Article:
The four concrete water tanks at a large NHS Hospital were in a extremely poor condition, with the old epoxy tank lining breaking down creating an ideal environment for the growth of aquatic microorganisms. Further to this when entered the first tank and thick layer of black mould was found to be present on the ceiling of the tank – a result of the ceilings not having been coated when the tanks were last relined.
As per the tender requirements we allowed for the removal of all existing coatings and the application of a DWI approved polyurethane coating, in the form of Acothane DW.
Initially the existing water tank lining was removed by method of blasting, exposing and preparing the concrete beneath. Following clearing of spent blast abrasive, all surfaces were high pressure washed to ensure that they were spotlessly clean in order to ensure optimum adhesion of the new tank lining.
Filling the blow holes
Following blasting the concrete was found to contain large quantities of blow holes. As experienced tank liners we know that blow holes cannot be filled with paint alone. Therefore a cementitious fairing coat was applied to the tank walls and floor in the form of Flexcrete 841SP. This material was allowed to cure and hydrate – tested using a moisture meter inline with the manufacturers recommendations.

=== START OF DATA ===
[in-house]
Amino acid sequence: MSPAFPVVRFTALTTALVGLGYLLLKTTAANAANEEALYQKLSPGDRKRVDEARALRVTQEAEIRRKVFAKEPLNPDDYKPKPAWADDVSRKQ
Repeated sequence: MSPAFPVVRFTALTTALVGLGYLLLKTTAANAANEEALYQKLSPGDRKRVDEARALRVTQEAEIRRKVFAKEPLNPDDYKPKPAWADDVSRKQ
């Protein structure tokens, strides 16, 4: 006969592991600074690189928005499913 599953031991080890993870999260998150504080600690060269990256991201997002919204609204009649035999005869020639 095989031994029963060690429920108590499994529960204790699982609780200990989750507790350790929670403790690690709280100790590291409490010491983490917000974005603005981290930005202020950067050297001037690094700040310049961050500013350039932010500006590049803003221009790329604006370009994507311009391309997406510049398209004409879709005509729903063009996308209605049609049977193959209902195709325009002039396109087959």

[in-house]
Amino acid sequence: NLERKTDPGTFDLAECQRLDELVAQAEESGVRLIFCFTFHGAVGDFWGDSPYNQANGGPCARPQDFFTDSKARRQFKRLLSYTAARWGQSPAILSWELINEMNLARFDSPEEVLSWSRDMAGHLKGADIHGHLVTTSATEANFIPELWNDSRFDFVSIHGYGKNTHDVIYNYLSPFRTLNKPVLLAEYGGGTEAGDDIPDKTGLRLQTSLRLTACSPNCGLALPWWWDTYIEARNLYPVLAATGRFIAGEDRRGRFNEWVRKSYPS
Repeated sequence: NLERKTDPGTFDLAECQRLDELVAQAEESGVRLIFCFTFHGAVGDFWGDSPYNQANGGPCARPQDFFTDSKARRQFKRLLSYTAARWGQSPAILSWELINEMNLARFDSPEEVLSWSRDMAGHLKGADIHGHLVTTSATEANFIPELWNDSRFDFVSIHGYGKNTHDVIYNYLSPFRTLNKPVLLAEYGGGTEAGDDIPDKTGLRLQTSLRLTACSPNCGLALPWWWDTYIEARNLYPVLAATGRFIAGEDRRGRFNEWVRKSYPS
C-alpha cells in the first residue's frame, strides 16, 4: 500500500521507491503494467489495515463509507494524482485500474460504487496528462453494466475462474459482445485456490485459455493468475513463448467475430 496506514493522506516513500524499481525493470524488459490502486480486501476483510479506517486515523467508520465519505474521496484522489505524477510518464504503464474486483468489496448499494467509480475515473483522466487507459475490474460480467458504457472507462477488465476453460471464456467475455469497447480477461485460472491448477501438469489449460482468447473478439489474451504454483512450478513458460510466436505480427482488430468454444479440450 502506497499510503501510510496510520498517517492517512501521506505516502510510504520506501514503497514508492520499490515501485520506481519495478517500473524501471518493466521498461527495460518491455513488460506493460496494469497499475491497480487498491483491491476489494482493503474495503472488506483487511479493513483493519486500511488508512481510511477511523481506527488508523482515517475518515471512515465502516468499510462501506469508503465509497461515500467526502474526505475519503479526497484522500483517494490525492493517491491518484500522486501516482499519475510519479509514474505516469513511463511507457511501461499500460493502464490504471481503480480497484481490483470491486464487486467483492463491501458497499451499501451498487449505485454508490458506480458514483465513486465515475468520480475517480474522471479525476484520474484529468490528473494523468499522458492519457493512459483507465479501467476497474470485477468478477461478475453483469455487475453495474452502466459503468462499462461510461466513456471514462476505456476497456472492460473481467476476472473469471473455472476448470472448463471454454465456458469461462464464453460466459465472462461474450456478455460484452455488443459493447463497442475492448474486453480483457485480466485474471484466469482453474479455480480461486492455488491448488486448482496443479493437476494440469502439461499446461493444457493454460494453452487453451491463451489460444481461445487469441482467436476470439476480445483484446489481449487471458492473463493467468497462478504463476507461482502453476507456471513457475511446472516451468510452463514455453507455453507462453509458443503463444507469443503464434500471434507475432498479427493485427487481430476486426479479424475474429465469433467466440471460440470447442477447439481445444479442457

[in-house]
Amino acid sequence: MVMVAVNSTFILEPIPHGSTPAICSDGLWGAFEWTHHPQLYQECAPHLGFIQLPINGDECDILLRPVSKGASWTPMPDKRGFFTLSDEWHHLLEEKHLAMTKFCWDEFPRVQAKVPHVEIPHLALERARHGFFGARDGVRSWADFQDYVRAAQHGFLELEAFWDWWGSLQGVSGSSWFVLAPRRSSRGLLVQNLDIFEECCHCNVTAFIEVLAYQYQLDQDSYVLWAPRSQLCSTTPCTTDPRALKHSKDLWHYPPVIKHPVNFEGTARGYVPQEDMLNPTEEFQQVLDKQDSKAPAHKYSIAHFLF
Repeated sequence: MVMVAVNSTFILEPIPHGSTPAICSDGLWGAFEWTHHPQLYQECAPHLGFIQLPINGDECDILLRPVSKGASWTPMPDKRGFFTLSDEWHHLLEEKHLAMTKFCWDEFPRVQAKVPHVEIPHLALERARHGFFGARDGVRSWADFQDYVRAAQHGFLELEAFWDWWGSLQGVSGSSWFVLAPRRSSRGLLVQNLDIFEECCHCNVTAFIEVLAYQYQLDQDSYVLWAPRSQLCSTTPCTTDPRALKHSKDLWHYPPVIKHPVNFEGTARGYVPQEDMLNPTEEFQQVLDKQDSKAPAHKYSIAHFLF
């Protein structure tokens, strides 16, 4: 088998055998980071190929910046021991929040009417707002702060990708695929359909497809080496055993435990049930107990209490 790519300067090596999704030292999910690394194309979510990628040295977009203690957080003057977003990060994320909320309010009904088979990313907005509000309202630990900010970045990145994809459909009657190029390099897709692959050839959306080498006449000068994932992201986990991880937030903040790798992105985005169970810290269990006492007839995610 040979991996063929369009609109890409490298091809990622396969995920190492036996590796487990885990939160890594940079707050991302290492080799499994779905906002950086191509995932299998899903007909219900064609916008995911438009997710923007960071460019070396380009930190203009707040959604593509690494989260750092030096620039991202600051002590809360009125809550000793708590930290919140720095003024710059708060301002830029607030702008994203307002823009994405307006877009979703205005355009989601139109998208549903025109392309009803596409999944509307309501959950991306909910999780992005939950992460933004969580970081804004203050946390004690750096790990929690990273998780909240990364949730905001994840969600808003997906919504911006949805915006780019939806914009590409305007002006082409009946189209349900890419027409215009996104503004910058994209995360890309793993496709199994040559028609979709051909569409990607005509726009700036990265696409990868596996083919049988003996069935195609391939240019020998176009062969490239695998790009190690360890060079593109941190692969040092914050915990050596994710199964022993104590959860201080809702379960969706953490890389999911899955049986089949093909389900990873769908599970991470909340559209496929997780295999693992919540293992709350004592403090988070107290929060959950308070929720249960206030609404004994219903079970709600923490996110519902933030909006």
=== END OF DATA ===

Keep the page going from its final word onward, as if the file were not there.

Within the ceiling of the tank there were voids and seams which required filling to ensure a seamless tank lining application. These were filled using Flexcrete Monomix applied by trowel.
Applying the lining to the tanks
Once sufficiently dry the first coat of the new water tank lining was applied. When applying Acothane DW to concrete surfaces it is first necessary to apply Acothane LV sealer. This low viscosity primer penetrates the surface, ensuring excellent adhesion of the new tank lining.
Acothane DW is particularly suitable for application to concrete water tanks as the material remains flexible when cured and can elongate 25%. This means that minor cracking or movement in the structure should be accommodated without the loss of fluid tightness.
Acothane DW was applied in two coats of contrasting colour, with a separate stripe coat to all angles and corners. Each coat was applied to a wet film thickness of 500 microns – checked regularly during application using wet film thickness combs.
Checking the coating for pin holing
As per best water tank lining practice the cured coating was checked for pin holing and porosity using a DC Holiday spark tester. Where found these were marked prior to touching in using the same material applied by brush.